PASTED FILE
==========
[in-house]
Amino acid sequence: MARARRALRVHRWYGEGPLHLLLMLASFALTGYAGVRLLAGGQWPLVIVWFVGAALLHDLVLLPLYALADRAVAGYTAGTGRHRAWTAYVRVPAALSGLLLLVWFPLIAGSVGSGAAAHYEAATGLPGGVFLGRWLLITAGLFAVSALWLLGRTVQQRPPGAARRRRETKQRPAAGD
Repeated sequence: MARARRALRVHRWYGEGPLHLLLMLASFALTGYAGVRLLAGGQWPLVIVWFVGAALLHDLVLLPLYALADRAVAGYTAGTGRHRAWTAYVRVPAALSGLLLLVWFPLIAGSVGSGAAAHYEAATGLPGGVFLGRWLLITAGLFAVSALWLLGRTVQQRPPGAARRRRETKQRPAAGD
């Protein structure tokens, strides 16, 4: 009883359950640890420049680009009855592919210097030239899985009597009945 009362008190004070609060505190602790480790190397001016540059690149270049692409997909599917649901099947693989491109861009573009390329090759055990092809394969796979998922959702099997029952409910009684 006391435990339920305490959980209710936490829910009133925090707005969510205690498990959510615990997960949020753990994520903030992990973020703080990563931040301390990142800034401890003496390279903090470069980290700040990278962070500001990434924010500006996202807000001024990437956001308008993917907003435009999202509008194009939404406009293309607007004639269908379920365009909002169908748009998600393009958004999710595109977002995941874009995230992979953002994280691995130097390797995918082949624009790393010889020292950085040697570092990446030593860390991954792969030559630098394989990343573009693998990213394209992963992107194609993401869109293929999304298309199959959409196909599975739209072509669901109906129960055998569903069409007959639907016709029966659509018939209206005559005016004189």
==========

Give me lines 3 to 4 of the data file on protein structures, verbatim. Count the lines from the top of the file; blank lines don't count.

Repeated sequence: MARARRALRVHRWYGEGPLHLLLMLASFALTGYAGVRLLAGGQWPLVIVWFVGAALLHDLVLLPLYALADRAVAGYTAGTGRHRAWTAYVRVPAALSGLLLLVWFPLIAGSVGSGAAAHYEAATGLPGGVFLGRWLLITAGLFAVSALWLLGRTVQQRPPGAARRRRETKQRPAAGD
């Protein structure tokens, strides 16, 4: 009883359950640890420049680009009855592919210097030239899985009597009945 009362008190004070609060505190602790480790190397001016540059690149270049692409997909599917649901099947693989491109861009573009390329090759055990092809394969796979998922959702099997029952409910009684 006391435990339920305490959980209710936490829910009133925090707005969510205690498990959510615990997960949020753990994520903030992990973020703080990563931040301390990142800034401890003496390279903090470069980290700040990278962070500001990434924010500006996202807000001024990437956001308008993917907003435009999202509008194009939404406009293309607007004639269908379920365009909002169908748009998600393009958004999710595109977002995941874009995230992979953002994280691995130097390797995918082949624009790393010889020292950085040697570092990446030593860390991954792969030559630098394989990343573009693998990213394209992963992107194609993401869109293929999304298309199959959409196909599975739209072509669901109906129960055998569903069409007959639907016709029966659509018939209206005559005016004189």